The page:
On May 4, 2006, about 1728 eastern daylight time, a Glasair III, N317PS, registered to and operated by a private individual, was landed hard at Spruce Creek Airport, Daytona Beach, Florida. Visual meteorological conditions prevailed at the time and no flight plan was filed for the 14 CFR Part 91 personal flight from Daytona Beach International Airport, Daytona Beach, Florida, to Spruce Creek Airport. The airplane was substantially damaged and the private-rated pilot, the sole occupant, sustained minor injuries. The flight originated about 1712, from Daytona Beach. Use your browsers 'back' function to return to synopsisReturn to Query Page
The pilot stated that the airplane was at Daytona Beach for an engine adjustment and maintenance to the airplane's brakes. The purpose of the accident flight was to reposition to Spruce Creek Airport, where the airplane is based. Prior to departure he performed a preflight inspection and several high speed taxi runs down the runway to "...burn in the new brakes evenly. The engine, instruments, and brakes all worked fine." The flight was cleared for takeoff and he orbited the departure airport one time, then proceeded to the destination airport where he also orbited the airport one time. He entered the traffic pattern for landing on runway 05, and "...somewhere between downwind to base leg the engine quit and I immediately turned the aircraft towards the runway while I attempted to re-start the engine." He was unable to restart the engine and while turning to line up with the runway after clearing trees, the airplane experienced an accelerated stall. He recovered to a wings level attitude, but impacted onto the runway in a nose low attitude. He secured the airplane then waited for help to arrive.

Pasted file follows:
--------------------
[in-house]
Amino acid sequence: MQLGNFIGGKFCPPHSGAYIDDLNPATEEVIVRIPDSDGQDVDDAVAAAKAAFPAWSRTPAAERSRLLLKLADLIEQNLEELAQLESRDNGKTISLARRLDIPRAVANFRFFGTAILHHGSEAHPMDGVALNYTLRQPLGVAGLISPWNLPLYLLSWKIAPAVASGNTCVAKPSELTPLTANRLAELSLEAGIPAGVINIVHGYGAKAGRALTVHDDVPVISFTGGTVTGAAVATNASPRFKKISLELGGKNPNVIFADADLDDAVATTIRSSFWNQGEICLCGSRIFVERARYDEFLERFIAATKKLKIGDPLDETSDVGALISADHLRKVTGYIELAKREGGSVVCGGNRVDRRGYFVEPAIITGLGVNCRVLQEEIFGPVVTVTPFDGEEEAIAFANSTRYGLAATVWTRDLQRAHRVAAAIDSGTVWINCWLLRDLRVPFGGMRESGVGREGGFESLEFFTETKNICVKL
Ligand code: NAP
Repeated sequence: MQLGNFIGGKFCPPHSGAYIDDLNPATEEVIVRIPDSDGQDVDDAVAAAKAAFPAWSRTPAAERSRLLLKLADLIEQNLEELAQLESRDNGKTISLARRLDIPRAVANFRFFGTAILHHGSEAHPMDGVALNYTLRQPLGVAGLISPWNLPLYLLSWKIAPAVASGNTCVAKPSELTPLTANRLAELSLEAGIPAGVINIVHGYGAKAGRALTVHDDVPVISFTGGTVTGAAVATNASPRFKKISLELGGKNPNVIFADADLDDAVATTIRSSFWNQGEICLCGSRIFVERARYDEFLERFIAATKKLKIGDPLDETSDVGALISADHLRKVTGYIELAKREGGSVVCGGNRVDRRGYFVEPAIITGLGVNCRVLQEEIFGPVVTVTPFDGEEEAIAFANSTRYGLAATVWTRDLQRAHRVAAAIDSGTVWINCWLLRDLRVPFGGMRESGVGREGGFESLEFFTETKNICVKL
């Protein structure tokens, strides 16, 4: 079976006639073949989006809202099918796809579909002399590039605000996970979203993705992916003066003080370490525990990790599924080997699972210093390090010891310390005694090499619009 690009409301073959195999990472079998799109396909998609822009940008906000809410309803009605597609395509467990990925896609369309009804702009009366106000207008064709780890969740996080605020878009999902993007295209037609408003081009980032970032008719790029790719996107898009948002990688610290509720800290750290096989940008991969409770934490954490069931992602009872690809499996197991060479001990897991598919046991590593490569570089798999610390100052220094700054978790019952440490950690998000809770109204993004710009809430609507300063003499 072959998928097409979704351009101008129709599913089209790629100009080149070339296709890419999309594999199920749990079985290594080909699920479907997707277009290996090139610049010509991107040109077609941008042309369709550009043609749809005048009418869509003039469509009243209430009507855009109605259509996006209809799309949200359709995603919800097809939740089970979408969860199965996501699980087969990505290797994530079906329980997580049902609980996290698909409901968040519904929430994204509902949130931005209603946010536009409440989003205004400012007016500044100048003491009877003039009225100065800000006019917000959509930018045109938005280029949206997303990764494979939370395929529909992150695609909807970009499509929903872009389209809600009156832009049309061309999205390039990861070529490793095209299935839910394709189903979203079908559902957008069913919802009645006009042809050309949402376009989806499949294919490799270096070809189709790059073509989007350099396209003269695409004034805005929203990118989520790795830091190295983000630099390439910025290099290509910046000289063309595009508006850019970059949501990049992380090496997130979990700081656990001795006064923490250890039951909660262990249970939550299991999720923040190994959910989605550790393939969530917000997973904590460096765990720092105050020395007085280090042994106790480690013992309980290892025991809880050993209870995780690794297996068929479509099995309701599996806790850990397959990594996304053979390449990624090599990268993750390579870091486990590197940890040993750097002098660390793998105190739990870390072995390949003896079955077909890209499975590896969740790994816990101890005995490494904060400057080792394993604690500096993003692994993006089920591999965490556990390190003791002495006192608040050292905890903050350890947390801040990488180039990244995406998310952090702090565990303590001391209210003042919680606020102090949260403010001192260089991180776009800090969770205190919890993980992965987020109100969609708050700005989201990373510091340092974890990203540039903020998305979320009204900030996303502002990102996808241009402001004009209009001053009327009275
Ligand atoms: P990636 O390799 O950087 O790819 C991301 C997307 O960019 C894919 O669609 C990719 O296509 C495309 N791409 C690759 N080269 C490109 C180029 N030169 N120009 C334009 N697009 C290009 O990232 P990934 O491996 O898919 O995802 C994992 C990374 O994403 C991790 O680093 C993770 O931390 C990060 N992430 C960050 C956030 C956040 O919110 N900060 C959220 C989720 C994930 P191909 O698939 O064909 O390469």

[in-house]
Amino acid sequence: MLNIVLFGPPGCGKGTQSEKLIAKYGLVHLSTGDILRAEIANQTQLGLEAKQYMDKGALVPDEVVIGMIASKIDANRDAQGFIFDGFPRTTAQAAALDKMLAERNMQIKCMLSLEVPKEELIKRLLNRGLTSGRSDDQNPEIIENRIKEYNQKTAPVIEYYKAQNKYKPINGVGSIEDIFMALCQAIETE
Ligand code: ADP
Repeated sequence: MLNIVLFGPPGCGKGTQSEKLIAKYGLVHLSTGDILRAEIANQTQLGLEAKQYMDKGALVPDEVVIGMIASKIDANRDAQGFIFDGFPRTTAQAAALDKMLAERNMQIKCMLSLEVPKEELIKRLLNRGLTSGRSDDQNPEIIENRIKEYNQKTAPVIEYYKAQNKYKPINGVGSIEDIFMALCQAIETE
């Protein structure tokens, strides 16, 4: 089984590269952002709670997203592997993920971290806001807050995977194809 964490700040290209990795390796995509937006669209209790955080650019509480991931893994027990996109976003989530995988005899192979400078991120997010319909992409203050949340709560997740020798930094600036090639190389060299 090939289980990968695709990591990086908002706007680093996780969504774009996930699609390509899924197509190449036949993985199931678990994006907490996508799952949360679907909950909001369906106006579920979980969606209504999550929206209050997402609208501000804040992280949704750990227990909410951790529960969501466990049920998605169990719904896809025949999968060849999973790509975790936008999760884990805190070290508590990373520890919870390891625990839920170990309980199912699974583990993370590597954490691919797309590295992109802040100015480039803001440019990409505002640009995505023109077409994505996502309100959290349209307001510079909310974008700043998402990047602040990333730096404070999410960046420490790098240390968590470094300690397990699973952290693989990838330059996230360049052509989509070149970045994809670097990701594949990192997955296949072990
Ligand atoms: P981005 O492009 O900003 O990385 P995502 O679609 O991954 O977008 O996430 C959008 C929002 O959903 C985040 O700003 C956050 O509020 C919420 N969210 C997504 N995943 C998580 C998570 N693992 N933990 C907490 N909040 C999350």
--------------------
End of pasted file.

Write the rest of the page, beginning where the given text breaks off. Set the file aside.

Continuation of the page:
Examination of the engine by an FAA airworthiness inspector revealed that movement of the throttle control in the cockpit did not result in movement of the throttle control shaft at the servo fuel injector. The serrated teeth of the throttle control arm which connects to serrated teeth of the throttle control shaft were ratcheting or slipping with movement of the throttle control in the cockpit. Further examination of the throttle control arm revealed a castellated nut was installed but not tight, and no cotter pin was noted securing the castellated nut. Additionally, the left magneto was not operating. That discrepancy was traced to a failure of the carbon brush not contacting the coil tab inside the magneto. No other discrepancies were reported.
Review of the airplane maintenance records revealed the servo fuel injector (fuel servo) had been overhauled on March 22, 2006, and reinstalled, but the mechanic who reinstalled the fuel servo did not make an entry in the airplane maintenance records indicating the work he had performed. The mechanic who installed the servo fuel injector reported to the FAA airworthiness inspector that he should have caught the missing cotter pin.